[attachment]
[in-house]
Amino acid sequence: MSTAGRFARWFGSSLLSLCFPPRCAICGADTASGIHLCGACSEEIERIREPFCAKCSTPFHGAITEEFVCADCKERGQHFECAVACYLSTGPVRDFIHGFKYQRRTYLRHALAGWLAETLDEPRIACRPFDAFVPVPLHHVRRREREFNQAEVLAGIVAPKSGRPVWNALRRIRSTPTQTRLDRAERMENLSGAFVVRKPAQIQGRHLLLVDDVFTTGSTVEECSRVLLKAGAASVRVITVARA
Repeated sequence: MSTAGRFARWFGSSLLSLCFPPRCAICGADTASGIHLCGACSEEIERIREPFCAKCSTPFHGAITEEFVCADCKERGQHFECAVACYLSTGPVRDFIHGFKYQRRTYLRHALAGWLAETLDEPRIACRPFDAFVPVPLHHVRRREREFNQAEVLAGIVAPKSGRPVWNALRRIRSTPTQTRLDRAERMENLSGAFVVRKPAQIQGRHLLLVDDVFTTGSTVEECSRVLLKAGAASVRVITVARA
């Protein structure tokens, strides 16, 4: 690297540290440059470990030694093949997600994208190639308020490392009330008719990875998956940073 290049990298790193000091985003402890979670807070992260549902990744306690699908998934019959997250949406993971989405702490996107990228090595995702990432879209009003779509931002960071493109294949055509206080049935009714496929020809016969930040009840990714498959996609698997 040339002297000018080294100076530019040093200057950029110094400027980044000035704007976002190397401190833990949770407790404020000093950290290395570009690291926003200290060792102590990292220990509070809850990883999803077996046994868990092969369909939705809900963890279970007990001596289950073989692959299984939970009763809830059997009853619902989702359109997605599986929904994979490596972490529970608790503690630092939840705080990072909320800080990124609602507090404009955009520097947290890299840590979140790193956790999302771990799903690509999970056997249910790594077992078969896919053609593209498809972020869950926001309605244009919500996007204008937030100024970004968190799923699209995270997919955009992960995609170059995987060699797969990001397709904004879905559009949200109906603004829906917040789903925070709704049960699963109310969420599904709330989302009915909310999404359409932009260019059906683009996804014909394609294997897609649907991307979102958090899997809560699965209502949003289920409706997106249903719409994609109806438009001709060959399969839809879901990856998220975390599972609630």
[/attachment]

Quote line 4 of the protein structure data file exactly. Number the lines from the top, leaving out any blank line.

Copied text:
């Protein structure tokens, strides 16, 4: 690297540290440059470990030694093949997600994208190639308020490392009330008719990875998956940073 290049990298790193000091985003402890979670807070992260549902990744306690699908998934019959997250949406993971989405702490996107990228090595995702990432879209009003779509931002960071493109294949055509206080049935009714496929020809016969930040009840990714498959996609698997 040339002297000018080294100076530019040093200057950029110094400027980044000035704007976002190397401190833990949770407790404020000093950290290395570009690291926003200290060792102590990292220990509070809850990883999803077996046994868990092969369909939705809900963890279970007990001596289950073989692959299984939970009763809830059997009853619902989702359109997605599986929904994979490596972490529970608790503690630092939840705080990072909320800080990124609602507090404009955009520097947290890299840590979140790193956790999302771990799903690509999970056997249910790594077992078969896919053609593209498809972020869950926001309605244009919500996007204008937030100024970004968190799923699209995270997919955009992960995609170059995987060699797969990001397709904004879905559009949200109906603004829906917040789903925070709704049960699963109310969420599904709330989302009915909310999404359409932009260019059906683009996804014909394609294997897609649907991307979102958090899997809560699965209502949003289920409706997106249903719409994609109806438009001709060959399969839809879901990856998220975390599972609630």